Investment Fund Chief Pleads Guilty in Scheme

   NEW YORK - July 19, 2013 - Abdul Walji and Reniero Francisco, the chief executive officer and president, respectively, of Arista LLC (Arista), a California investment fund, pleaded guilty on July 2 in New York federal court to defrauding and misappropriating nearly $10 million from more than 35 investors by misrepresenting the nature and performance of the fund, and issuing fraudulent account statements to investors to cover up massive losses, announced Preet Bharara, the U.S. Attorney for the Southern District of New York.
   Walji also pleaded guilty to perpetrating a multi-million dollar fraudulent scheme with pension plan funds that he managed through three California-based trusts: Allied Benefits Inc., Allied Benefits Trust, and Stone Lamm Trust (collectively, the Trusts). Both defendants were charged in December 2012, and pleaded guilty today before U.S. District Judge Denise Cote.
    “Abdul Walji and Reniero Francisco told one lie after another in order to squeeze millions of dollars out of their investors, even as they misappropriated nearly $10 million, including at least $2.7 million solely for their own personal benefit,” Bharara said. “Walji even went a step further and orchestrated a second scheme that ultimately cost his victims another approximately $9.5 million. With today’s guilty pleas, they will begin to be held responsible for their actions and repay those wronged by their unlawful conduct.”
   According to the three-count superseding information to which Walji pleaded guilty, the indictment to which Francisco pleaded guilty, the defendants’ plea agreements and other documents in the public record:    
   The Arista Fraudulent Scheme :
   Arista began operations as an investment firm in February 2010, with its principal place of business in Newport Coast, Calif. In April 2011, Arista became a registered commodity pool operator with the U.S. Commodity Futures Trading Commission, and a National Futures Association member.
    In early 2010, Walji and Francisco began to solicit individuals to invest in Arista. From 2010 through 2011, the defendants carried out their fraudulent scheme through three methods. First, Walji and Francisco misrepresented to several Arista investors the nature of the company’s investments and the returns that investors would receive from investing in Arista. For example, Walji and Francisco falsely told investors that their money would be invested in safe, risk-free securities, when in fact much of the money was invested in options and futures. Second, Walji and Francisco sent fraudulent account performance statements to Arista investors that misrepresented the value of their investments. In an effort to secure additional contributions, the defendants also concealed Arista’s trading losses, and told investors that they were profiting from their investments when they were actually losing money. Finally, Walji and Francisco misappropriated at least $2.7 million from Arista’s investors through fees to which they were not entitled, and which Walji and Francisco diverted for their own personal benefit. Based on their false representations, Walji and Francisco collected nearly $10 million from over 35 investors, and they ultimately misappropriated a large portion of the money.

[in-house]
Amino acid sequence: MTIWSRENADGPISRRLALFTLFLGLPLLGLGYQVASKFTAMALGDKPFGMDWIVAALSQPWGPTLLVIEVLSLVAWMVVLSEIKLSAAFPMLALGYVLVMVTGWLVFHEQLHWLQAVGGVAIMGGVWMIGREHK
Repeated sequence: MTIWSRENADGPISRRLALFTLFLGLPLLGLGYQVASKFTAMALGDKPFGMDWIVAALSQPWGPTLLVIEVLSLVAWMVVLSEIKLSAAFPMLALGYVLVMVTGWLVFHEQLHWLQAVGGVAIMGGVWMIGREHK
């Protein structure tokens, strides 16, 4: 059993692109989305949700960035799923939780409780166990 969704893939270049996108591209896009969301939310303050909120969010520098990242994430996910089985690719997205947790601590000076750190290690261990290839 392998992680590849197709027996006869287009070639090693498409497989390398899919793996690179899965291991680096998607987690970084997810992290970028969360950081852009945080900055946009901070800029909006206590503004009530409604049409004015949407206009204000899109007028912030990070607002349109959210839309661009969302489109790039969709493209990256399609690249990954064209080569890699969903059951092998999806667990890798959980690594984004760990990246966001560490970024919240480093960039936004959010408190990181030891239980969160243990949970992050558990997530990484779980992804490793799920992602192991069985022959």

From early 2008 through June 2013, Walji also perpetrated a separate fraudulent scheme using pension plan funds that he administered. Similar to the scheme set forth above, Walji executed his fraudulent scheme through three principal methods. First, Walji made oral misrepresentations to existing and potential clients of the Trusts concerning: (i) the nature of the Trusts’ pension plan investments; (ii) the investment value and past performance of the pension plans; and (iii) the source of funds distributed to plan participants who had reached retirement and/or who had requested distributions. Second, Walji distributed fraudulent statements to clients concerning the value of their accounts and the prior performance of their pension plans in order to forestall redemption requests, induce new clients to contribute to the plans, and induce existing clients to make additional contributions. As selected clients reached retirement age or requested disbursements, Walji sent those clients money that he represented to be proceeds of their individual pensions, when in fact he knew that the purported disbursements were often funds contributed by other clients. Third, Walji misappropriated approximately $300,000 of client funds for his personal use. In total, this scheme caused losses to approximately 35 additional victims in an aggregate amount of approximately $9.5 million.
   Walji, 60, of San Juan Capistrano, Calif., pleaded guilty to one count of conspiracy to commit securities fraud and wire fraud, one count of commodities fraud, and one count of securities fraud. The securities fraud charge carries a maximum sentence of 20 years in prison; the commodities fraud charge carries a maximum sentencing of 10 years in prison; and the conspiracy charge carries a maximum sentence of five years in prison. Francisco, 57, of Newport Coast, Calif., pleaded guilty to one count of conspiracy to commit securities fraud and wire fraud and one count of securities fraud.
   In connection with their guilty pleas, Walji consented to forfeit $13.6 million and Francisco consented to forfeit $4.1 million. The defendants also agreed to forfeit the proceeds of several bank and trading accounts.